Airline cancellations have been on the rise since 2001, with over 12 million people in 2016 booked as a result of an airline flight being canceled. This phenomenon is taking its toll on both travelers and airlines alike. The industry has attempted to fix this issue by offering more incentives for loyalty members but has faced some setbacks due to fierce competition which can lead to higher prices.
The “international flights cancelled today” is a recent story that has been making headlines. The number of airline cancellations continues to rise, but so do the number of fliers and stock prices.
The last day of the Christmas/New Year’s holiday season, Sunday, January 2, was set to be a critical day for the airlines, a litmus test of sorts to see how busy the last day of the holiday season would be and whether there was any end in sight to the industry’s unprecedented delays and cancellations.
We received our replies this morning.
According to CNBC, despite the Omicron and weather-related concerns, flyers are still flying and airline stock prices are up in early trade on Monday.
As of Noon today, another 2,100 flights have been canceled, increasing the total number of aircraft cancellations in the United States to more over 13,000 since the troubles started on December 23. CNBC derived these figures from FlightAware, a flight-tracking service.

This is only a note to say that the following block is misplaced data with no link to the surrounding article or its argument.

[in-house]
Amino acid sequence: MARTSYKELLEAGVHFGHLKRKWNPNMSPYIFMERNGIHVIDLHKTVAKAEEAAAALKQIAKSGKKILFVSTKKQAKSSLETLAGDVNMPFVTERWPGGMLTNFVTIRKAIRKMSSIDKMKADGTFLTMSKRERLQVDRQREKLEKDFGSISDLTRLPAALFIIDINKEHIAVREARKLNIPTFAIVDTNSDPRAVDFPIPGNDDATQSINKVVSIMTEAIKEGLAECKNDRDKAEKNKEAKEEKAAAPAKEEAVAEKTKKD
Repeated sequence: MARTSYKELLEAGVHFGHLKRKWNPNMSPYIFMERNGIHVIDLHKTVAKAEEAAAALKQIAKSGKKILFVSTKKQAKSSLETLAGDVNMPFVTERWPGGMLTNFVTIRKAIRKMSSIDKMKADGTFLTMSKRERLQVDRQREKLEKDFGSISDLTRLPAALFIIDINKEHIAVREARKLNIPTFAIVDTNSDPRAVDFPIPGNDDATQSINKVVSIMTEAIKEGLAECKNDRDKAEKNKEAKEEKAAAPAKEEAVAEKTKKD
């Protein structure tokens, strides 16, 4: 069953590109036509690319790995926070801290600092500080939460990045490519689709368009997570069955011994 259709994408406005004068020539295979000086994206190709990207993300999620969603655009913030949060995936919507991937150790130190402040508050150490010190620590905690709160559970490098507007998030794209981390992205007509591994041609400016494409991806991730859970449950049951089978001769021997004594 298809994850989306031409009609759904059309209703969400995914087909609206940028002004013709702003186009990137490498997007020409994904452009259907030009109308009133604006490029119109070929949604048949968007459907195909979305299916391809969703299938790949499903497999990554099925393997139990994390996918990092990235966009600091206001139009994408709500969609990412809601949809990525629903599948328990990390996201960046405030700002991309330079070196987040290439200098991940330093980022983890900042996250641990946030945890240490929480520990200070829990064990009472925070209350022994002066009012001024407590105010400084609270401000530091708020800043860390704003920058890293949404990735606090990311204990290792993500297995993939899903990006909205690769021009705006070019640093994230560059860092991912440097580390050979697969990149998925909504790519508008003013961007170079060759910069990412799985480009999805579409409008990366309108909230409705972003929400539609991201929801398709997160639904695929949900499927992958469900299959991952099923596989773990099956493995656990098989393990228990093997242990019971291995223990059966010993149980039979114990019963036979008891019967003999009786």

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However, the first concrete evidence that the issues are evaporating have begun to surface. Now that the holidays are past, the number of passengers is anticipated to drop. So far, just 250 flights have been canceled for Tuesday, January 4.
We should also begin to witness the effects of the Centers for Disease Control and Prevention’s decision on December 27 to lower the quarantine period from ten to five days, implying that carriers will begin to get some of their staff back.
Despite the rapid spread of Omicron cases, which has further depleted airline staffs; despite some people’s reluctance to travel due to this new variant of COVID-19; and despite winter weather issues in the west, Midwest, and, today, the mid-Atlantic, people are still getting on planes and airlines are still getting people from point A to point B.
On Sunday, 2,023,309 travelers were processed through checkpoints at U.S. airports, according to the Transportation Security Administration (TSA). That’s 92 percent of the capacity that traveled on the same day in 2019 and about 84 percent of the number of individuals that boarded an aircraft on January 3, 2020, roughly 7 weeks before the pandemic began.
The 2,203,309 passengers processed by the TSA mark the fifth time in the previous eight days that the agency has processed 2 million or more passengers in a single day, and the 12th time in the last 18 days.
Furthermore, airline stock prices rose this morning in early trade. According to CNBC, American and United’s stock prices were up more than 4%, while Delta and Alaska’s stock prices were up 3% apiece.
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The “are flights being cancelled due to covid” is a problem that has been present for a while. Airlines have been cancelling flights because of the current climate, but so are number of fliers and stock prices.
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